Teach Your Children Well
mrtl the frtl* has announced that this week's "Monday motif" is "A Favorite Teacher." As I've said many times in blogworld, I believe good teachers and good nurses are among the most valuable members of our society. I've had a few favorite teachers. I'll just talk about two today.
She had such an impact on me that she came to mind when I did the "I am From" meme. She was my second grade teacher, and later, she moved to the middle school, so she was my sixth grade Language Arts teacher. Mrs. Thornton was tall, maybe late 50s or early 60s. Her face, I remember as circles. Round apples for cheeks, with a natural blush; large, bright blue eyes. A bowl haircut, gray-white. She was always so ready to smile. Remembering her makes me think of one of my favorite quotes, which I think is credited to Amy Carmichael, "A cup that is filled to the rim with a good, sweet nectar, cannot spill out poison, no matter how suddenly or how violently it is jarred." That quote is probably not 100% accurate, but you get the idea. She was such a good, loving person, that that's all she seemed capable of putting out. Nothing provoked her to respond with anything other than love and concern. Even when she had to discipline children, it was firm and loving, never shaming, and you had no doubt that it really was because she loved you, that she wanted you to do better. Not that she had to discipline very much; she was one of those teachers whose demeanor commanded respect. She never raised her voice.
Mrs. Thornton always referred to herself in the third person, as "Mrs. Thornton." "Mrs. Thornton and Mr. Thornton went out to dinner for our anniversary last night, and Mr. Thornton arranged for a violinist to come to our table. Even after all these years, Mr. Thornton doesn't know that Mrs. Thornton does not like violin music! She does like Mr. Thornton, though, so she decided to enjoy the music!"
Mrs. Thornton also talked about her daughter, Jeannie, who was apparently the most beautiful, most brilliant, wittiest, most charming, kindest daughter that anyone has ever had. I loved hearing Mrs. Thornton talk about her daughter. I loved feeling happy for their happiness.
Years later, when I started learning about infant development, I learned how important the expression on a mother's face is to a baby's sense of self. Babies look at their mothers' faces, their mothers' eyes, for "mirroring." Some babies look at their mothers' faces and what is reflected back to them is weariness, annoyance, or worse. Fortunate babies look in their mamas' "mirrors," and see absolute delight, pure love, no doubt that they are worthwhile creatures, who are to be treasured just for being. Studying about that concept, I was reminded of the way Mrs. Thornton looked at her students. I was reminded of the way she looked at me. That is why Mrs. Thornton showed up in my poem, as someone whose eyes told me I was really something.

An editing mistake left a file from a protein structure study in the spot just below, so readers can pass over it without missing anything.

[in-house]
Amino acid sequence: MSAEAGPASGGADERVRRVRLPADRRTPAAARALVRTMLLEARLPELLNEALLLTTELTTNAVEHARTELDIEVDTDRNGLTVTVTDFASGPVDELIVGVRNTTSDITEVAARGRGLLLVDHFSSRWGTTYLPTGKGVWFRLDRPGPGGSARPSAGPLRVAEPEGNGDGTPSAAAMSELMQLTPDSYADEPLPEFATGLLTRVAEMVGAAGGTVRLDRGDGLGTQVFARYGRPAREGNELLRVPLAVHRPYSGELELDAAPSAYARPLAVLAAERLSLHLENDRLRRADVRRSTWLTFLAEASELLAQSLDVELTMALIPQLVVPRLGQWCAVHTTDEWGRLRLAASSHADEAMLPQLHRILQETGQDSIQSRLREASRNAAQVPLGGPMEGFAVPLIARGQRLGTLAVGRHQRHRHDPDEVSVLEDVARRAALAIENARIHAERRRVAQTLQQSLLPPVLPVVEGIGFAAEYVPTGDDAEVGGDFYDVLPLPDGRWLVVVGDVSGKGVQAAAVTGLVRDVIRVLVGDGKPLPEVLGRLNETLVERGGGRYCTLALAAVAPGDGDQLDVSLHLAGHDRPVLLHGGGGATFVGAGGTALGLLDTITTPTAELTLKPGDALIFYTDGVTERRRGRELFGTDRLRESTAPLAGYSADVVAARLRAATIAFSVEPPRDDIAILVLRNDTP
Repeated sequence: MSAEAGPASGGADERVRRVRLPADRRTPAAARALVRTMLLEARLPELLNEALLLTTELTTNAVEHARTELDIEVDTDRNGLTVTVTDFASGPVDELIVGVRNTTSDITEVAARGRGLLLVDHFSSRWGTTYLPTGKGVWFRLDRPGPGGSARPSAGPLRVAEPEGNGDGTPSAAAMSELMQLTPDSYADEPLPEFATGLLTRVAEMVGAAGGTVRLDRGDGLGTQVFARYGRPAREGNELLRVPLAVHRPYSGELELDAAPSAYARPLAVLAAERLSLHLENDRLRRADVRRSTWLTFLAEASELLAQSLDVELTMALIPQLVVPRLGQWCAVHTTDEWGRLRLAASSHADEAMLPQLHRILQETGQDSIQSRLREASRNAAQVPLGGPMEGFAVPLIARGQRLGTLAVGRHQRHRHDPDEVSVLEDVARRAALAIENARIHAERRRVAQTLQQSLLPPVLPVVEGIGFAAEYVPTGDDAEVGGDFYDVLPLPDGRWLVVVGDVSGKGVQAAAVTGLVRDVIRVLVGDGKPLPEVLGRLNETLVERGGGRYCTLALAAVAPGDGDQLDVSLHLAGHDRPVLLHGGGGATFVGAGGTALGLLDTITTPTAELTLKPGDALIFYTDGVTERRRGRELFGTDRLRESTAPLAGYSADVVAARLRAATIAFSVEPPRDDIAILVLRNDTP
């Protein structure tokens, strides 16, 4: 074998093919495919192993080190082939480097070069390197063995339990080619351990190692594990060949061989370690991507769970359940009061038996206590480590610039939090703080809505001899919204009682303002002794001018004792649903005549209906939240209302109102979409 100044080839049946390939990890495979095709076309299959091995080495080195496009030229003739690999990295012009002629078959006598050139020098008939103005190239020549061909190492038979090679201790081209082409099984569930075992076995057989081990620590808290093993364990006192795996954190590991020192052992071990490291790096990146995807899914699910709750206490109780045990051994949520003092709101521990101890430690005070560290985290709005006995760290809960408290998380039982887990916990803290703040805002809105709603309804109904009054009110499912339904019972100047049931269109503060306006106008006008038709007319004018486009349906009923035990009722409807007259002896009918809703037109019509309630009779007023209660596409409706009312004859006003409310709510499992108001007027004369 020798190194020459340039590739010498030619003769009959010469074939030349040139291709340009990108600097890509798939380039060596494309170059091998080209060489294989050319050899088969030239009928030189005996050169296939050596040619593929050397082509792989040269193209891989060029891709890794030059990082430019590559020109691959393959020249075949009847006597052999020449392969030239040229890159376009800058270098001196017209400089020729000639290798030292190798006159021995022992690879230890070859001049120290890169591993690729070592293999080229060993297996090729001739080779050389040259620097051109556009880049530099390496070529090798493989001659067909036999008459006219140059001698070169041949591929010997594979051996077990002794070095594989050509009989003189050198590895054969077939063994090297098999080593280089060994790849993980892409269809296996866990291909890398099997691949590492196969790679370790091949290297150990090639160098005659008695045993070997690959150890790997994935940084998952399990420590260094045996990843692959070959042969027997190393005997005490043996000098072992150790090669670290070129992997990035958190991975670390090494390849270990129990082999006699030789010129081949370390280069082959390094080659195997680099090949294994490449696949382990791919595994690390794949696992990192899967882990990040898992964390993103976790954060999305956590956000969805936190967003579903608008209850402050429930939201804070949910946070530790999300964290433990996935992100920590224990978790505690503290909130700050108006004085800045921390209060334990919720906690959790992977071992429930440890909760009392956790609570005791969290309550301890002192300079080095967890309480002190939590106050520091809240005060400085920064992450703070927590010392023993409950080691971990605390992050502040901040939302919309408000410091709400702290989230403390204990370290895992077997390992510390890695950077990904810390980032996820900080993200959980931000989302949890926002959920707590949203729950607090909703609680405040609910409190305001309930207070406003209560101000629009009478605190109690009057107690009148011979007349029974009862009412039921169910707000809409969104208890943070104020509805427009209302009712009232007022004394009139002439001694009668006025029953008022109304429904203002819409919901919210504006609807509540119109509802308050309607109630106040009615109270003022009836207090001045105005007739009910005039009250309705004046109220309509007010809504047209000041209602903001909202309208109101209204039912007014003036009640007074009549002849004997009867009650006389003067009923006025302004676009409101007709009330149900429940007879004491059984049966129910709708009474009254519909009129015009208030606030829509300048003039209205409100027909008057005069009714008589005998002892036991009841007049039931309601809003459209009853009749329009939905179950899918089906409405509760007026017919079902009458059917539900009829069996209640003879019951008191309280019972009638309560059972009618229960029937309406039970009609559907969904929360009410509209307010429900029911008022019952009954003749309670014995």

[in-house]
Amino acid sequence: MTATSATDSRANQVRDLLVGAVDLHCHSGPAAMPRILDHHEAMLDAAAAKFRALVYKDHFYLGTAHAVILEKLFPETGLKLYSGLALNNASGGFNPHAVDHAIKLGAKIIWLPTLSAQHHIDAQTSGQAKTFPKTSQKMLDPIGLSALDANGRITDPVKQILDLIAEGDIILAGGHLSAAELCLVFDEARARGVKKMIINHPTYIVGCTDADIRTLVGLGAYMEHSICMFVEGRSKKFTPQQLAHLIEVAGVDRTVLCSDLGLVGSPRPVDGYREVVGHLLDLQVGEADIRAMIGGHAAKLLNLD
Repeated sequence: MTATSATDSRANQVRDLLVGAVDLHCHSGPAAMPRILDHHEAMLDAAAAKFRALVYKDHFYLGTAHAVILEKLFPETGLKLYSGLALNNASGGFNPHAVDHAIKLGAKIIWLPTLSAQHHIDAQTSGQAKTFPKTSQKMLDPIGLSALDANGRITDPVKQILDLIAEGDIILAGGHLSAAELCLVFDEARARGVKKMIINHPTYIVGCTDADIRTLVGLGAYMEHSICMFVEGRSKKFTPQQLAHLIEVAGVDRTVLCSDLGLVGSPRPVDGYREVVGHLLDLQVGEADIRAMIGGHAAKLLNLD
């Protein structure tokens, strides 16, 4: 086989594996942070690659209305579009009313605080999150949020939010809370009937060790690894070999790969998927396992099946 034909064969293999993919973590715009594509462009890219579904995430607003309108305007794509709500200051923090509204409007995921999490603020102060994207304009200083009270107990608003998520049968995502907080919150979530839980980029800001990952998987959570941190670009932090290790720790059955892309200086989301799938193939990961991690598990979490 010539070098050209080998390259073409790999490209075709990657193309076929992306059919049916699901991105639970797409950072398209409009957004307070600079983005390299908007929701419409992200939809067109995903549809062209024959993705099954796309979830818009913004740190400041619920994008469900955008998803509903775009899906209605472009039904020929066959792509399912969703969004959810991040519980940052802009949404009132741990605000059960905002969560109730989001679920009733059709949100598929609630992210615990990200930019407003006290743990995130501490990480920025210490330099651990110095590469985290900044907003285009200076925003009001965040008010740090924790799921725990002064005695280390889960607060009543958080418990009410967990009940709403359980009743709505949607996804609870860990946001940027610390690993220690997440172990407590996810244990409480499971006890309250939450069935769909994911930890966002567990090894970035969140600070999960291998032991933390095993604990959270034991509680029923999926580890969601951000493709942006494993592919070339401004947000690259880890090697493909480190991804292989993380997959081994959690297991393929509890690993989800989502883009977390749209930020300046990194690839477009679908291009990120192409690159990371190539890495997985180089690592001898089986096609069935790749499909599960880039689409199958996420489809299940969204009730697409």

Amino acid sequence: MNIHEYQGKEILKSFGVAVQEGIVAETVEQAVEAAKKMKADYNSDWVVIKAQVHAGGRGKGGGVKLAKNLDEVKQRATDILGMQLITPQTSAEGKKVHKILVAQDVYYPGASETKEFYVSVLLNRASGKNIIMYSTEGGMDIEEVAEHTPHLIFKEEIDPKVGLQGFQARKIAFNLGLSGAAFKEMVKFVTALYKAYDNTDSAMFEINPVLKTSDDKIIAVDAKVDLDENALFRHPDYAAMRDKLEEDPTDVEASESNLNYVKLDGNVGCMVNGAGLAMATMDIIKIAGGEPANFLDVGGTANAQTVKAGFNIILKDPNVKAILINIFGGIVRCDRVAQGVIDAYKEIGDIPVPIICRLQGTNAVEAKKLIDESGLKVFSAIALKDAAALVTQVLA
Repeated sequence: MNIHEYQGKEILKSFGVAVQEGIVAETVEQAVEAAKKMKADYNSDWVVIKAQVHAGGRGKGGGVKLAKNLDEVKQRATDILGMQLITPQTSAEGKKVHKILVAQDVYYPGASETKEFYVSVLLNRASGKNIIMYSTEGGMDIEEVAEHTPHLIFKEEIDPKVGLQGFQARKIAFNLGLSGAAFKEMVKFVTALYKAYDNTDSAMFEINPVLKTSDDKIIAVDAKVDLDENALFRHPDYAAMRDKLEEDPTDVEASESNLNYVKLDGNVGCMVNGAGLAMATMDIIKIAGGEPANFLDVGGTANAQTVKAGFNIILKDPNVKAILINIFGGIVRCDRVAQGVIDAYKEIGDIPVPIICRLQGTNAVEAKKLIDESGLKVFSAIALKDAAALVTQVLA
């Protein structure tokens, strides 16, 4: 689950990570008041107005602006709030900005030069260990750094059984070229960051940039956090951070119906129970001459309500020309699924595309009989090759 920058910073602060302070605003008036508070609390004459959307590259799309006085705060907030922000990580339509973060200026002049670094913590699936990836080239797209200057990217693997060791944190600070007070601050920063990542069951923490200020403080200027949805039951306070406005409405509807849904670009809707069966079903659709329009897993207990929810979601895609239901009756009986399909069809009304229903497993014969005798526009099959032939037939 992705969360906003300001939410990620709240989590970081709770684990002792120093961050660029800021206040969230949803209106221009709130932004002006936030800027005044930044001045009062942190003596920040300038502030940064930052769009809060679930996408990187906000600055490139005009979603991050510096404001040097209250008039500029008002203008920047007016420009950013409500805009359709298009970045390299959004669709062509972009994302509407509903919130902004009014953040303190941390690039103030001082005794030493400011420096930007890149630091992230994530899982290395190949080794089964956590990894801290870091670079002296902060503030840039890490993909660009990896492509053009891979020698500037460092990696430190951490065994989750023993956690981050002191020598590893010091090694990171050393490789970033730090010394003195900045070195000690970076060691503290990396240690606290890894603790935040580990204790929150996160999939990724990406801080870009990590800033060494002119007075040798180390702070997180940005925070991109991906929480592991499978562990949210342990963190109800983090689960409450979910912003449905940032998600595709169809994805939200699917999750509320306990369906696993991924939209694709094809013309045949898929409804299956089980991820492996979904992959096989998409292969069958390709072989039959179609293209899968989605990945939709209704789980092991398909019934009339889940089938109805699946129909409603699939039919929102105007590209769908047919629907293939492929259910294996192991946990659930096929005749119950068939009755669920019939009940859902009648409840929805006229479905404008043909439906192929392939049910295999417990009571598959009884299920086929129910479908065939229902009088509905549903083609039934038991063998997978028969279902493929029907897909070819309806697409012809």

Mr. Cooper was a middle school Social Studies teacher. He was probably about 50, not terribly tall, African American, with closely cut hair and horn rim glasses. He called all of his students by our last names. I believe he could be described as "gruff." And I could occasionally make him laugh. I adored making him laugh. Not out loud, never out loud, he was too stern and too dignified for that. But I knew he was laughing because he'd cover his mouth and turn his head and make coughing noises that weren't very convincing. If you were blessed to see his smile, you'd see some gold caps on his teeth. I loved him.
He was another teacher who NEVER raised his voice. He just commanded respect. It would have been outside the realm of possibility to treat Mr. Cooper with anything other than respect. You just knew that; I still can't explain how. Mr. Cooper had this bizarre thing that he did when someone in the class was talking out of turn. He would become silent, and then look at the intercom, tilt his head up and look all around the perimeter of the ceiling of the room, sort of Stevie-Wonder-like, saying nothing, until there was silence. Then, he'd say, "Did you hear that announcement?" No...we didn't hear any announcement. "Well, there WAS an announcement. I heard voices, it MUST have been someone talking to me from the office, because NO ONE IN THIS ROOM HAD PERMISSION TO SPEAK." He did this maybe three times at the beginning of the year. At first there were snickers, which he did not acknowledge. Then there weren't snickers anymore. And after about the third time of his, "It MUST have been an ANNOUNCEMENT," all he had to do was tilt his head back and look at the intercom. Silence. He was COOL.
It is probably no coincidence that a former student of Mr. Cooper's looks all around for the pigs in the room when she hears her daughter "grunting" sounds like "uh huh, uh uh," and the like.
One day Mr. Cooper's son came to the class to visit. His name was Oliver Cooper, Jr., and he was a law student. I remember thinking, in the moment that Mr. Cooper introduced Oliver, Jr., "THAT is what a proud father looks like." We saw plenty of Mr. Cooper's gold caps that day. Shortly after that day, I got a guinea pig. I named him, "Ollie," so no one would make fun of me. His full name was Oliver C. Ooper.
I do not know whether Mrs. Thornton or Mr. Cooper are still alive. I sometimes think of trying to track down Jeannie or Oliver, Jr., and telling them things like I've told you here.
*If you haven't heard yet, mrtl the frtl is expecting a bundle of joy! Go congratulate her pie-eating self!